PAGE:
I’ve been thinking about birth and death lately, as someone I know has been approaching death. It struck me the other day how these two big events, between which we live out our lives, have some meaningful opposites. If you think about the soul incarnating into a baby’s body, I imagine it would feel terrified and vulnerable as it faces all the variables and unknowns of this earth-bound world, knowing it would forget its celestial home.
On the other hand, babies are usually welcomed into our world, ‘trailing clouds of glory as they come” to quote Wordsworth. At the end of the body’s life, as the soul prepares to depart this 3 dimensional bonded experience, the earthly family mourns, even as the celestial family awaits.
I have always sensed the liberation of the soul from the body to be one of upliiftment and joy for the soul, even as it is a travesty for the loved ones left behind. I think it helps to keep birth and death linked, understanding it as a continuum and a cycle. Reincarnation is a concept that has been taught in many of the world religions because it is a living truth. Christ himself also pointed to the laws of karma and reincarnation when he taught, “you reap what you sow”.
Recently there has been some humorous news as the Chinese government said they would be in charge of the Dalai Lama’s reincarnation. The Dalai Lama has put out a very clear teaching on reincarnation. Here it is – under messages: reincarnation
One of the most beautiful poems on the nature of our immortality comes from William Wordsworth. This particular stanza talks about our birth and our forgetting of our celestial home.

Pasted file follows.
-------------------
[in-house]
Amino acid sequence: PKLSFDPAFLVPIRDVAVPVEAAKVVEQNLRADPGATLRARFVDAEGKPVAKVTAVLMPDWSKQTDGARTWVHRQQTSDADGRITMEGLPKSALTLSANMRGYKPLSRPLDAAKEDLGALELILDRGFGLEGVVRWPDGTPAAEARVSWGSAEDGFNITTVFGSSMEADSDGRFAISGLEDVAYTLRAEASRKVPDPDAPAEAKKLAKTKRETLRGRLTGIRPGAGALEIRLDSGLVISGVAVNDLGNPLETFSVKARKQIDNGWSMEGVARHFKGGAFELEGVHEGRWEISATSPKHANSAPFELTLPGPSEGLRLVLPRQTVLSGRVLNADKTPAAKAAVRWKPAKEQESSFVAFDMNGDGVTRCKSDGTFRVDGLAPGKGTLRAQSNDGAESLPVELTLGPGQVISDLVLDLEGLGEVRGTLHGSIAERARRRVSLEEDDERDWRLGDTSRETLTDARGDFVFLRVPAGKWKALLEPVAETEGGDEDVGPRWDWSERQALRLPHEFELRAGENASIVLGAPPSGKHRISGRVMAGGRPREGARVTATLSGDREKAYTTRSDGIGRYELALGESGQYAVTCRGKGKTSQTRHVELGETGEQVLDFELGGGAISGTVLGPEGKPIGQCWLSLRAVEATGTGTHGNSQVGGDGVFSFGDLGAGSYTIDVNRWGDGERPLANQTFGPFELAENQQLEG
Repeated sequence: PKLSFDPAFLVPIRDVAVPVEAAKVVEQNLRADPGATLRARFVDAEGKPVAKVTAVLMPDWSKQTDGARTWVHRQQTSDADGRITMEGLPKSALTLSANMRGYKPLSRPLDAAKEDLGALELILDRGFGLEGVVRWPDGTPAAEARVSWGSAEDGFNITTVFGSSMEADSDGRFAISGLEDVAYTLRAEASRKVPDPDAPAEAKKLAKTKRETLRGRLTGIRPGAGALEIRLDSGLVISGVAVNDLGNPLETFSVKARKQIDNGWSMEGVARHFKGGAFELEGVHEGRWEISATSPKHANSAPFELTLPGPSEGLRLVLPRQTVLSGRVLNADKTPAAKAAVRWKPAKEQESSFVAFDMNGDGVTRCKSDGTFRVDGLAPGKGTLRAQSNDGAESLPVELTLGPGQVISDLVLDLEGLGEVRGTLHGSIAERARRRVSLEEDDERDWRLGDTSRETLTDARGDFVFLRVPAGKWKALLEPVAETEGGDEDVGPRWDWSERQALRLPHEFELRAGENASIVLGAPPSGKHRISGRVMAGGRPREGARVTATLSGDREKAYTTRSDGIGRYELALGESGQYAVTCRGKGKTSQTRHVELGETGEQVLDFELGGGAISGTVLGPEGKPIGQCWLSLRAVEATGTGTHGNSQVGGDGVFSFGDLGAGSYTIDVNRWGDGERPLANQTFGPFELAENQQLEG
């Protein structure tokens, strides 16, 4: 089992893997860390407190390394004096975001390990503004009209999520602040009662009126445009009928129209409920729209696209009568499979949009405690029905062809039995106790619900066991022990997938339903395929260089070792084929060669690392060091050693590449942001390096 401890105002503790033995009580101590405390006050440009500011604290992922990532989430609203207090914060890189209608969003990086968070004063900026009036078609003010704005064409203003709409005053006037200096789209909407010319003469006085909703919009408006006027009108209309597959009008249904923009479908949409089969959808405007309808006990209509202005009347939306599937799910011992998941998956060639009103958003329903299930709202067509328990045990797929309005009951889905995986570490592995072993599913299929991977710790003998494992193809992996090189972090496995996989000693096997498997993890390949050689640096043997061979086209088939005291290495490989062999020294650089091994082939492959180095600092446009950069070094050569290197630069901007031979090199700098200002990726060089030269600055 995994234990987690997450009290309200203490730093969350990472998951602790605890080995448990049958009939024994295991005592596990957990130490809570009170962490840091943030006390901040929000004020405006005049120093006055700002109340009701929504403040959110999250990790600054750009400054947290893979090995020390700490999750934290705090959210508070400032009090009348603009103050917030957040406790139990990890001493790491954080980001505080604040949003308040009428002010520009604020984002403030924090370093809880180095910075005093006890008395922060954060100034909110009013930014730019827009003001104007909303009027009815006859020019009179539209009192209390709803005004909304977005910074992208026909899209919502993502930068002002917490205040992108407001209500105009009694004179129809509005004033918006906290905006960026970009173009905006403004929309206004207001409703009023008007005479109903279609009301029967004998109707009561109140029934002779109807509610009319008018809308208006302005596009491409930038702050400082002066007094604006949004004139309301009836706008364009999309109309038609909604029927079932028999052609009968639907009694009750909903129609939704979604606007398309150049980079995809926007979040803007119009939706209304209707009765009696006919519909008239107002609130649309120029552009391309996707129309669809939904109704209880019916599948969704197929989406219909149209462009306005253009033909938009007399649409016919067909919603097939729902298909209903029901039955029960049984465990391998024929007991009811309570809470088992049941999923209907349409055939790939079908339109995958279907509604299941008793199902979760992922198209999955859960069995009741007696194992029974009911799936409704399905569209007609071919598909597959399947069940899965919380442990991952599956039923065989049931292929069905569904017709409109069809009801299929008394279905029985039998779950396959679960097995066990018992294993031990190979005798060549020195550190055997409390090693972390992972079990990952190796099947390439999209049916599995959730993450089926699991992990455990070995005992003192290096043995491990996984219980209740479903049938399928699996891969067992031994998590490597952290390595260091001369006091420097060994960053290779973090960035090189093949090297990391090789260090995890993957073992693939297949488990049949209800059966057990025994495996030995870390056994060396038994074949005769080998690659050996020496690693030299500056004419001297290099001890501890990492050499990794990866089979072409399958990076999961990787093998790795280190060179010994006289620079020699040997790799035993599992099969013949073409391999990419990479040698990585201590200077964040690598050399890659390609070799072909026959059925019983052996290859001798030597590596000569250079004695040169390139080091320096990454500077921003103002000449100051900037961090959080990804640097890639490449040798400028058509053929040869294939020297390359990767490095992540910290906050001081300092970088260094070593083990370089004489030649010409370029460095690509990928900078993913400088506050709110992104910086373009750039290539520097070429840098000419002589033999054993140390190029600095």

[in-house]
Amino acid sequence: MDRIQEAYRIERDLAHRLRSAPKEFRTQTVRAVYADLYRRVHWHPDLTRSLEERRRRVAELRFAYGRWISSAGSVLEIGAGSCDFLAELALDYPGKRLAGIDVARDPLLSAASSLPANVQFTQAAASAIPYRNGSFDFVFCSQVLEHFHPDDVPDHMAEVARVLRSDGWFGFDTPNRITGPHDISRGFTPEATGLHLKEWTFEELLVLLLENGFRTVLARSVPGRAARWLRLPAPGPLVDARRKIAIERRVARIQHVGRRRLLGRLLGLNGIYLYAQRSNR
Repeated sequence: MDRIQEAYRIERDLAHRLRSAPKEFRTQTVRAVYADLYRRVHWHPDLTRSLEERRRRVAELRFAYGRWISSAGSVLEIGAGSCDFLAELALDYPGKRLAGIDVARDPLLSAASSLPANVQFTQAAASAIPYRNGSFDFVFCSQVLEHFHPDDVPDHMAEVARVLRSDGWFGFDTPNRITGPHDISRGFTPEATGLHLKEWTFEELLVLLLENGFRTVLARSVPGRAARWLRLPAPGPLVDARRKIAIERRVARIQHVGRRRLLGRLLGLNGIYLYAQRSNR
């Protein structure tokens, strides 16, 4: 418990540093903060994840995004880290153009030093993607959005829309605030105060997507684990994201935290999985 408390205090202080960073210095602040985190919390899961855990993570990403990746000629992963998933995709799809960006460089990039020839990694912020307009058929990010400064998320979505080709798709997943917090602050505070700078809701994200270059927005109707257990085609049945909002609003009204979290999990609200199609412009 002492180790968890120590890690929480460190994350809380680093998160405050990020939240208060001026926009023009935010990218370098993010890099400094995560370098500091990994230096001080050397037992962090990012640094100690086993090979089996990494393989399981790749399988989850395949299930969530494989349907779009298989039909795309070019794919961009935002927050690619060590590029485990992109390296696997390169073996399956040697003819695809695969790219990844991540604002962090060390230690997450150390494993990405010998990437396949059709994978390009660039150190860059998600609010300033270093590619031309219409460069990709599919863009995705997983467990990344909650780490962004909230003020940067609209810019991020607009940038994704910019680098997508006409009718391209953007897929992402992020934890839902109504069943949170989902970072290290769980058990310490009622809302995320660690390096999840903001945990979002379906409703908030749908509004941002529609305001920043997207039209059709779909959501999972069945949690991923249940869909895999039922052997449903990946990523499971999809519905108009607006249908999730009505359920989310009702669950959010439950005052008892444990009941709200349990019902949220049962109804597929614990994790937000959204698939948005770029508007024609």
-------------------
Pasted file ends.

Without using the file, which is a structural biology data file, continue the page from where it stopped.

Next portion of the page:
Ode on Intimations of Immortality from Recollections of Early Childhood
by William Wordsworth
Our birth is but a sleep and a forgetting;
The Soul that rises with us, our life’s Star,
Hath had elsewhere its setting
And cometh from afar;
Not in entire forgetfulness,
And not in utter nakedness,
But trailing clouds of glory do we come
From God, who is our home:
Heaven lies about us in our infancy!
Shades of the prison-house begin to close
Upon the growing Boy,
But he beholds the light, and whence it flows,
He sees it in his joy;
The Youth, who daily farther from the east
Must travel, still is Nature’s priest,
And by the vision splendid
Is on his way attended;
At length the Man perceives it die away,
And fade into the light of common day.
Earth fills her lap with pleasures of her own;
Yearnings she hath in her own natural kind,
And, even with something of a mother’s mind,
And no unworthy aim,
The homely nurse doth all she can
To make her foster-child, her inmate, Man,
Forget the glories he hath known,
And that imperial palace whence he came.
And from my beloved Rumi, this extraordinary poem on the homecoming at death:
Imagine the time the particle you are
returns where it came from!
The family darling comes home. Wine,
without being contained in cups, is handed around.
A red glint appears in a granite outcrop,
and suddenly the whole cliff turns to ruby.
At dawn I walked with a monk
on his way to the monastery.
“We do the same work,” I told him.
“We suffer the same.”
He gave me a bowl.
And I saw:
the Soul has this shape.
and actual sunlight,
help me now,
being in the middle of being partly in my self,
and partly outside.
Translated by Coleman Barks